Last week, we got to know the master's views on non-controlled ownership earnings and corporate acquisitions through his 1980 letter to shareholders. In the following write-up, let us see what he had to offer in his 1981 letter.
"Our acquisition decisions will be aimed at maximizing real economic benefits, not at maximizing either managerial domain or reported numbers for accounting purposes. (In the long run, managements stressing accounting appearance over economic substance usually achieve little of either.)
Regardless of the impact upon immediately reportable earnings, we would rather buy 10% of Wonderful Business T at X per share than 100% of T at 2X per share. Most corporate managers prefer just the reverse, and have no shortage of stated
rationales for their behavior."
By making the above statements, Buffett is trying to highlight the difference between acquisition rationale for Berkshire Hathaway and most of the other corporate managers. While for the latter group of people, the motivation behind high premium acquisitions could range from reasons like penchant for adventure, misplaced compensations and a fair degree of overconfidence in their managerial skills, for Berkshire Hathaway, the maximisation of real economic benefits is the sole aim behind acquisitions.
Infact, the company is even happy to deploy large sums where there is a high probability of long-term economic benefits but an absence of ownership control. In other words, the company is comfortable both with total ownership of businesses and with marketable securities representing small ownership of businesses.
The paragraphs that follow bring to the fore some of the biggest qualities of the man and what makes him an extraordinary investor. Warren Buffett has a knack of knowing his circle of competence better than most and also a rather unmatched ability to learn from past mistakes. These could be gauged from the following comment:
"We have tried occasionally to buy toads at bargain prices with results that have been chronicled in past reports. Clearly our kisses fell flat. We have done well with a couple of princes - but they were princes when purchased. At least our kisses didn't turn them into toads. And, finally, we have occasionally been quite successful in purchasing fractional interests in easily-identifiable princes at toad-like prices."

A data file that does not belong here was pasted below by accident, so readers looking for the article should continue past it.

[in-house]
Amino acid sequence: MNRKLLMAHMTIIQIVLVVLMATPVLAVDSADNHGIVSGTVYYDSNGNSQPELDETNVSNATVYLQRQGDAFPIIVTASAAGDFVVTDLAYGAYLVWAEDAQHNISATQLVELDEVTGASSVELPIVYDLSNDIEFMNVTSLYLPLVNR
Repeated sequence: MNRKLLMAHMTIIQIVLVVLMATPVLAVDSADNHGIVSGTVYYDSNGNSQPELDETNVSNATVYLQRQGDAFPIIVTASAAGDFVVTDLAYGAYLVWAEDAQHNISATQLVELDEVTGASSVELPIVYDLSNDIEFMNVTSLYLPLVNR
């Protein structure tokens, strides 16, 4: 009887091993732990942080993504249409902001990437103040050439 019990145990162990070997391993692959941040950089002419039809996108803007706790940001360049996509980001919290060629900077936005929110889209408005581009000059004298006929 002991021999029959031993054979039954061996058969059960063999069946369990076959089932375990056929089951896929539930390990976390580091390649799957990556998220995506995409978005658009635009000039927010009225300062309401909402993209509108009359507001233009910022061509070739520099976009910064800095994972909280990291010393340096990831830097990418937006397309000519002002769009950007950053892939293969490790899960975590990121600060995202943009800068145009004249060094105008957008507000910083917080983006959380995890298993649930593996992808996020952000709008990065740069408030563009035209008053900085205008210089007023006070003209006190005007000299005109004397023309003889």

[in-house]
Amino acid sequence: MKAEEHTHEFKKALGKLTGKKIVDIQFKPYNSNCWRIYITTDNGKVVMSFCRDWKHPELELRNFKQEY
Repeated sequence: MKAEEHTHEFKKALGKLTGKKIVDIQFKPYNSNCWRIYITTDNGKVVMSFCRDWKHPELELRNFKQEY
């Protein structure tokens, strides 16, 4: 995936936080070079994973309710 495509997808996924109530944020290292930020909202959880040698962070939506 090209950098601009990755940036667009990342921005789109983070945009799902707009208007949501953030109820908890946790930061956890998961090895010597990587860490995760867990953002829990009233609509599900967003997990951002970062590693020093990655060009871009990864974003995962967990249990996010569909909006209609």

In the above paragraph, the master uses a childhood analogy and likens managers to princesses who kiss toads (ordinary businesses) to convert them into princes (attractive businesses). Put differently, there are certain managers who believe that their managerial kiss will do wonders for the profitability of a company and convert them from toads to princes. While the master has gone on to add that there are indeed certain managers that can achieve this feat, his own track record is nothing to write home about and hence, he would rather prefer buying 'easily-identifiable princes at toad-like prices'.
Although the opportunities for finding these types of companies are very rare, the master is willing to commit a large sum once such opportunities surface. According to him, such businesses must have two favored characteristics:
An ability to increase prices rather easily (even when product demand is flat and capacity is not fully utilised) without fear of significant loss of either market share or unit volume, and
An ability to accommodate large dollar volume increases in business (often produced more by inflation than by real growth) with only minor additional investment of capital.
Indeed, an ability to preserve margins and generate attractive return on capital year after year are the qualities that one should seek in a firm that one wants to invest in.